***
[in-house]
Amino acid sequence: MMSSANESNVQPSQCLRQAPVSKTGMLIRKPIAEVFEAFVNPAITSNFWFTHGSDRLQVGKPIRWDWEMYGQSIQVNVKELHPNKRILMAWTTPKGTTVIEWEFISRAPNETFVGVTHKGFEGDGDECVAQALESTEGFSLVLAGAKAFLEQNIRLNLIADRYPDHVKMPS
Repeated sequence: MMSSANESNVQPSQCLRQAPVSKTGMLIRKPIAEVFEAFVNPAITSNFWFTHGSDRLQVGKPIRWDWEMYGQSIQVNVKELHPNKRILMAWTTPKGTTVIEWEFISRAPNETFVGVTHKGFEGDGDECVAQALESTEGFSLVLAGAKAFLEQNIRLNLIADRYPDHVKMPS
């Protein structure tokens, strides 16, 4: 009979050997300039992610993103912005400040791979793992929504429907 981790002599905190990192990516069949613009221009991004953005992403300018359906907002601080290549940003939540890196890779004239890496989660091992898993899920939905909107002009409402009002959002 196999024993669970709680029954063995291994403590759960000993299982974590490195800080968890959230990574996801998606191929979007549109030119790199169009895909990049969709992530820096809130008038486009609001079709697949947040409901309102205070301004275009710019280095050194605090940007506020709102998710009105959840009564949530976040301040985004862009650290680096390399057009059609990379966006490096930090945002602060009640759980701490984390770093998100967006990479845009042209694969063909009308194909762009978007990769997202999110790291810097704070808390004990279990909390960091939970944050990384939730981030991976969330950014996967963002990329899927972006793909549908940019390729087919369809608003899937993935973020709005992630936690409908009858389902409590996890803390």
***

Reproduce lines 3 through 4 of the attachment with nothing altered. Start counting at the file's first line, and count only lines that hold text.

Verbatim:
Repeated sequence: MMSSANESNVQPSQCLRQAPVSKTGMLIRKPIAEVFEAFVNPAITSNFWFTHGSDRLQVGKPIRWDWEMYGQSIQVNVKELHPNKRILMAWTTPKGTTVIEWEFISRAPNETFVGVTHKGFEGDGDECVAQALESTEGFSLVLAGAKAFLEQNIRLNLIADRYPDHVKMPS
């Protein structure tokens, strides 16, 4: 009979050997300039992610993103912005400040791979793992929504429907 981790002599905190990192990516069949613009221009991004953005992403300018359906907002601080290549940003939540890196890779004239890496989660091992898993899920939905909107002009409402009002959002 196999024993669970709680029954063995291994403590759960000993299982974590490195800080968890959230990574996801998606191929979007549109030119790199169009895909990049969709992530820096809130008038486009609001079709697949947040409901309102205070301004275009710019280095050194605090940007506020709102998710009105959840009564949530976040301040985004862009650290680096390399057009059609990379966006490096930090945002602060009640759980701490984390770093998100967006990479845009042209694969063909009308194909762009978007990769997202999110790291810097704070808390004990279990909390960091939970944050990384939730981030991976969330950014996967963002990329899927972006793909549908940019390729087919369809608003899937993935973020709005992630936690409908009858389902409590996890803390």